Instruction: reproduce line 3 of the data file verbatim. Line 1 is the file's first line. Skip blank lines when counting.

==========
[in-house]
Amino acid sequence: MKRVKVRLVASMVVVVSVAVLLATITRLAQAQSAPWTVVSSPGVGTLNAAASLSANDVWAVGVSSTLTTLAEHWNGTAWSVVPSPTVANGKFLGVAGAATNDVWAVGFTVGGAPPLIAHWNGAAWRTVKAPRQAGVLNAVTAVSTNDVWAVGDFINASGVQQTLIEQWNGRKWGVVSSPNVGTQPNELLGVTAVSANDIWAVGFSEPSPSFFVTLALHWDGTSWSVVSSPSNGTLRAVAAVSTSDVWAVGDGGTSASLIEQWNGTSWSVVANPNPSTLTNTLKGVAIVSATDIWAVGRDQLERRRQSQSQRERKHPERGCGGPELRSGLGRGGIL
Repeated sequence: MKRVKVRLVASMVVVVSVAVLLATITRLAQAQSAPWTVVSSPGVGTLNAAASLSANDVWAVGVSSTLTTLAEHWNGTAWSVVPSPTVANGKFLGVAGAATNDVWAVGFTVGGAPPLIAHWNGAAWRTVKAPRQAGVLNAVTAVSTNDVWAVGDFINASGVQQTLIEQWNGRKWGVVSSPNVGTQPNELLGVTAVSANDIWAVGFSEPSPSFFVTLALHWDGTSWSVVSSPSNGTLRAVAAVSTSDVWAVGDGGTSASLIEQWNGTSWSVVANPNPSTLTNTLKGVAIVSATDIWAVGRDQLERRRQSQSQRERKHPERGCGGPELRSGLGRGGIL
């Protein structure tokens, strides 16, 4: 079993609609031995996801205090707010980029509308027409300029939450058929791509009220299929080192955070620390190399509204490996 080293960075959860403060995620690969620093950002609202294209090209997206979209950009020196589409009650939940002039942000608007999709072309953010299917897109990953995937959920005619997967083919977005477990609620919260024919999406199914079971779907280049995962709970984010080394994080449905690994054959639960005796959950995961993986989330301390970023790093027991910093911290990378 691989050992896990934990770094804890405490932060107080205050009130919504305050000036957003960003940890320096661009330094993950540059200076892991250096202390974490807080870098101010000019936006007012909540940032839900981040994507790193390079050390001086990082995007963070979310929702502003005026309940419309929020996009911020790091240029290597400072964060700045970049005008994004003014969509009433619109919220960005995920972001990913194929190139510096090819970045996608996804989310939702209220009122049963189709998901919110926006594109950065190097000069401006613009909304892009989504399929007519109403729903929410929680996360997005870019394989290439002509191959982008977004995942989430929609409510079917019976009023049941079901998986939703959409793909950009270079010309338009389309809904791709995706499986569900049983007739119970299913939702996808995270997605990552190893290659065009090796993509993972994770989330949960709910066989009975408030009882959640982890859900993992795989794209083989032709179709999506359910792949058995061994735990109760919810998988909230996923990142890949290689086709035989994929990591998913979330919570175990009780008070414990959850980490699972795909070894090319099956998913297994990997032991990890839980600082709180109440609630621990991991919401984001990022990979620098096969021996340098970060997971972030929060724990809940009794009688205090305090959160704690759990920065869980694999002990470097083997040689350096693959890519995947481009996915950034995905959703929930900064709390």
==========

Repeated sequence: MKRVKVRLVASMVVVVSVAVLLATITRLAQAQSAPWTVVSSPGVGTLNAAASLSANDVWAVGVSSTLTTLAEHWNGTAWSVVPSPTVANGKFLGVAGAATNDVWAVGFTVGGAPPLIAHWNGAAWRTVKAPRQAGVLNAVTAVSTNDVWAVGDFINASGVQQTLIEQWNGRKWGVVSSPNVGTQPNELLGVTAVSANDIWAVGFSEPSPSFFVTLALHWDGTSWSVVSSPSNGTLRAVAAVSTSDVWAVGDGGTSASLIEQWNGTSWSVVANPNPSTLTNTLKGVAIVSATDIWAVGRDQLERRRQSQSQRERKHPERGCGGPELRSGLGRGGIL